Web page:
Amalia says being chosen to be a TupuToa intern changed her life.
She says she can hardly believe how much she has grown in the past year, and how she has built the confidence to back herself, leading to her internship quickly becoming a full time role at Yellow.
Amalia was born in Auckland and lived on the North Shore as her father was in the navy and worked from the navy base in Devonport. Her mother is Samoan and her father is from Ngāti Whātua and Nga Puhi. Amalia says Māori is her first language. She went to Kohanga Reo and Kura Kaupapa Māori schools so she grew up with te reo all around her. She then moved to New Lynn in West Auckland. Amalia’s family were regular church goers and she enjoyed Sunday school. When she was five her whanau moved to Samoa to live.
The family ended up staying there for four years, and she got to know her Samoan side. Amalia says her time living in Samoa was very simple and humbling and grounded her. The family lived in a very basic house like a shack, with only cold running water and power cuts all the time and having very simple food to eat.
While she was living in Samoa, she lost her te reo, and so she had to go back to Kuru Kaupapa and start again when the family returned to Auckland. It was tough because she couldn’t remember anything that she had learnt, but she is grateful her parents decided she should go back as the language came back quite quickly and she is now confident in te reo.
Amalia says her life has been interesting as she has been caught between the cultures of Māori and Samoa, and sometimes not being seen as Samoan because she does not speak the language. However, she is now comfortable in both her cultures having lived in Samoa as well as Aotearoa New Zealand.
Amalia has two children, her eldest was born during her first year at University. Her partner is Samoan and she has made a conscious choice to send her children to A’oga Fa’asamoa language preschool unit, and a Samoan bi-lingual school unit, in the hope it will help her to learn the language through her children.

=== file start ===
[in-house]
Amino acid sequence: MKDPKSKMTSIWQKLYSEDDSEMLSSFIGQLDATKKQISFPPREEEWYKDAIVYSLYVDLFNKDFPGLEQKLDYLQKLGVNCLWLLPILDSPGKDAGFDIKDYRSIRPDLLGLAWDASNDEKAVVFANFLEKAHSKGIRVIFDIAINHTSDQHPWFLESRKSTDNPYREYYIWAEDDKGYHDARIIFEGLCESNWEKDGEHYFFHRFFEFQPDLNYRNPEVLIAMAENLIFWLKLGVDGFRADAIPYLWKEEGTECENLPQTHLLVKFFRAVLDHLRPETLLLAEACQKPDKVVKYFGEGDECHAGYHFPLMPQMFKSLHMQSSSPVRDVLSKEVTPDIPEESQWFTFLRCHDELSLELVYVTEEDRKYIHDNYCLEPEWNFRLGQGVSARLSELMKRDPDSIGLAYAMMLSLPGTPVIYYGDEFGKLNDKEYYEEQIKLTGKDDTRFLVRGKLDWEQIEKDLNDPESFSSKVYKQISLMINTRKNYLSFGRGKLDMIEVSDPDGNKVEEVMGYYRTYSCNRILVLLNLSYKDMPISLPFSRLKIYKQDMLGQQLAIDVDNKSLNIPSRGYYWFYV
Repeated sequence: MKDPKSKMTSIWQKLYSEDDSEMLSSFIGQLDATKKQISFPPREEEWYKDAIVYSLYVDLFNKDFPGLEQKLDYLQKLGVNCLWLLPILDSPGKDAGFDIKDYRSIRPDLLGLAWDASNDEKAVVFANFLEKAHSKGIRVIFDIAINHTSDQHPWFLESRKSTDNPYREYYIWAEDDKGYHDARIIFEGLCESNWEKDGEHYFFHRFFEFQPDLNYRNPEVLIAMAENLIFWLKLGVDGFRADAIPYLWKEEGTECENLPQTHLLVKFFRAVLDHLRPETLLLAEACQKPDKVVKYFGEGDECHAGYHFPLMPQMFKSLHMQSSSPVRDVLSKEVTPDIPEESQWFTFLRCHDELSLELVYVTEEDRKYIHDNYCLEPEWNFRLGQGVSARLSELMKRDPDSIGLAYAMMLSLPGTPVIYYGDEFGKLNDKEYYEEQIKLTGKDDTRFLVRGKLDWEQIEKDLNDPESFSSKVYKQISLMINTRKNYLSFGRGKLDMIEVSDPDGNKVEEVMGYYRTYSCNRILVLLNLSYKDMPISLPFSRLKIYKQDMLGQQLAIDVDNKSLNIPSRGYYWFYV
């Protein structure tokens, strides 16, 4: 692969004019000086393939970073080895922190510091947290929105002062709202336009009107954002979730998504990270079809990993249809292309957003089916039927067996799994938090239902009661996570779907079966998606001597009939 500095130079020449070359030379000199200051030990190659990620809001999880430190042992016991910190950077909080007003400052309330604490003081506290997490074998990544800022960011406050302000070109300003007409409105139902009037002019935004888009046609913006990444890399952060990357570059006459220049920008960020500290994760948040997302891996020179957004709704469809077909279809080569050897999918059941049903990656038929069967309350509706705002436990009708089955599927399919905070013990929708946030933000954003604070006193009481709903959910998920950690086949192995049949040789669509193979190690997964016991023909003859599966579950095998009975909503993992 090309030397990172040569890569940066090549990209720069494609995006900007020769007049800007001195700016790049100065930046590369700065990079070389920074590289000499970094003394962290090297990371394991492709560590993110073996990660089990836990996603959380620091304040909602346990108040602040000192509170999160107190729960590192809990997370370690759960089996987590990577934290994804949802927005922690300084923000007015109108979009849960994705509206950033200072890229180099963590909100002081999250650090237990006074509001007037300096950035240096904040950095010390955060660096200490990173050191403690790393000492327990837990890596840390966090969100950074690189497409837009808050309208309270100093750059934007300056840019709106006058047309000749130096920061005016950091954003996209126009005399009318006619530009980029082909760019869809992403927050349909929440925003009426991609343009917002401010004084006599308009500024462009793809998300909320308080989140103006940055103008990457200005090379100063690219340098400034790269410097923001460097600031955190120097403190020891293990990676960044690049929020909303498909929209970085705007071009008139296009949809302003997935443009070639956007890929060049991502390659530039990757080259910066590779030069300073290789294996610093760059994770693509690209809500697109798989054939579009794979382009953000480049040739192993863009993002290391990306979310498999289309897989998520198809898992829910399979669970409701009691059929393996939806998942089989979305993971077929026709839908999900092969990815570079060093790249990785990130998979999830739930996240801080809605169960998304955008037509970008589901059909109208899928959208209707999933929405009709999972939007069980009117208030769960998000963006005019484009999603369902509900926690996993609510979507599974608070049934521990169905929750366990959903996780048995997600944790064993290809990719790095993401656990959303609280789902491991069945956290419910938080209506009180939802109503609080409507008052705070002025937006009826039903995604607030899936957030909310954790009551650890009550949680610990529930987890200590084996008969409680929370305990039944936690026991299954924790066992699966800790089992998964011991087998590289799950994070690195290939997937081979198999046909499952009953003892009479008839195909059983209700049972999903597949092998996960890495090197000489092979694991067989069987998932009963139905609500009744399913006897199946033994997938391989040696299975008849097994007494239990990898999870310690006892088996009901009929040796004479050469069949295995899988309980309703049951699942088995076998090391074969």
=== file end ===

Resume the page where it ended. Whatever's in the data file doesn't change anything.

When Amalia left school, she was interested in working in the field of mental health and helping others. She studied psychology and Pacific Studies at the University of Auckland.
She was struggling juggling work, study and being a Mum when she was introduced to TupuToa. She says the whanau support has been awesome.
Amalia says everything started to change for the better for her after her interview with navigator, Sione. He asked her what her ‘why’ is and what she wanted to do with her life. She says having someone believe in her and her potential made her realise she had nothing to lose and she chose to ‘put herself out there’. Amalia was lucky enough to get an internship at Yellow in their People and Culture team and she hit the ground running.
She says her navigator, Yole has provided her with great support and a pep talk when ever she has needed it.
Amalia says she really gives it up to TupuToa for how far she has come, her confidence, her drive and being able to back herself.
After her time interning with the HR team, she was encouraged to apply for other roles at Yellow, that led to the role she has now working on digital marketing strategies. She works on Facebook ads, Google words and other social and digital marketing advertising.
Amalia says while working at Yellow she has been very vocal about how they can do more for Māori and Pasifika. She has helped translate job descriptions into te reo,and introduced Māori welcomes, mihi whakatau for people coming to work and visit Yellow.
She is now part of their Diversity and Inclusion committee; encouraging and promoting activities during Māori and Samoan language weeks, Matariki and acknowledging Waitangi Day.
Amalia says she loves working at Yellow and the fact she has been allowed to join the staff and be herself as a Māori and Samoan woman and a mother of two.